04:38 GMT19 June 2021
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    In an event believed to be a first for social media websites, Twitter has sent notifications to a number of its users whose accounts, in the company’s opinion, may have been compromised by "state-sponsored actors."

    The first company to report of such a “precaution” was Coldhak, a Canadian-based pro-privacy NGO. The organization tweeted on Friday that it received a notification from Twitter, saying that the NGO’s account may have been “targeted” by government-sponsored hackers.

    ​“We believed that these actors (possibly associated with a government) may have been trying to obtain information such as email addresses, IP addresses, and/or phone numbers,” the message received by Coldhak is reported to have said, adding that an internal investigation by Twitter is underway.

    In the email Twitter called on account holders to take extra security measures for preventing the theft of their private information, such as using Tor software allowing for anonymous Internet communication.

    While talking to tech news site CNET, a spokesman for the Twitter office in San Francisco confirmed the authenticity of the notifications, but declined to comment further.

    Twitter claimed it couldn’t confirm that private user account information, including that of Coldhak, had been stolen.

    The exact number of accounts affected in the possible attacks remains undisclosed, according to BBC.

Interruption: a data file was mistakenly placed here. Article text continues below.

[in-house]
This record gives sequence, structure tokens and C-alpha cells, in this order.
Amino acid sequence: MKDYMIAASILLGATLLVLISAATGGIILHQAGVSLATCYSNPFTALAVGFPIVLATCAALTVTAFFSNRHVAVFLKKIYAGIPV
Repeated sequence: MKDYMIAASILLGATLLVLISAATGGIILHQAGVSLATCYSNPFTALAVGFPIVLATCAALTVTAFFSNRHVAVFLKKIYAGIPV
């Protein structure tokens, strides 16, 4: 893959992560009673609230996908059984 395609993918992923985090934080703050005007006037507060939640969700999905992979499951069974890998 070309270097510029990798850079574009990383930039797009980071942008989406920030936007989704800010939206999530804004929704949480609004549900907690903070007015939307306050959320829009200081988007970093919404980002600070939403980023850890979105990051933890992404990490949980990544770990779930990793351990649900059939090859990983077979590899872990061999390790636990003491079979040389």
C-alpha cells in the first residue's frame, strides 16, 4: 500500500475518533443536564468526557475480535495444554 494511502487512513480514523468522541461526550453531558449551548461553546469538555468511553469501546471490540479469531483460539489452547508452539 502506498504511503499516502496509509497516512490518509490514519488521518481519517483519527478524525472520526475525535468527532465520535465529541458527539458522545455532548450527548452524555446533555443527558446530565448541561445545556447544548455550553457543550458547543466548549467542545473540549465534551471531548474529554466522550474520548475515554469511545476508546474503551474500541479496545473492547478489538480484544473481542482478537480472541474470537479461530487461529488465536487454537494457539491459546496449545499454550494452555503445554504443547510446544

Online magazine Motherboard reported a dozen Twitter users who are said to have received warning emails from Twitter, noting that many of those potentially affected are linked to development of software for the Tor Project.

    Twitter started collecting account holder data, including phone numbers, earlier this year. As Raw Story noted, it is highly probable that hackers are seeking users’ private information such as passwords or phone numbers.

    According to media reports, the US and China have, since the early days of the Internet, consistently accused one another of state-sponsored hacks.

    James Lewis, a cybersecurity expert at the Center for Strategic and International Studies in Washington DC, told BBC that state-sponsored hackers have at their disposal much greater resources than individual hackers and can easily bypass most security measures.

    Other companies have earlier issued warnings of suspicious account activity. Google, the search-engine giant, began the practice in 2012.

    In 2013, Twitter warned over 200,000 users of a possible security breach that targeted passwords and email addresses.


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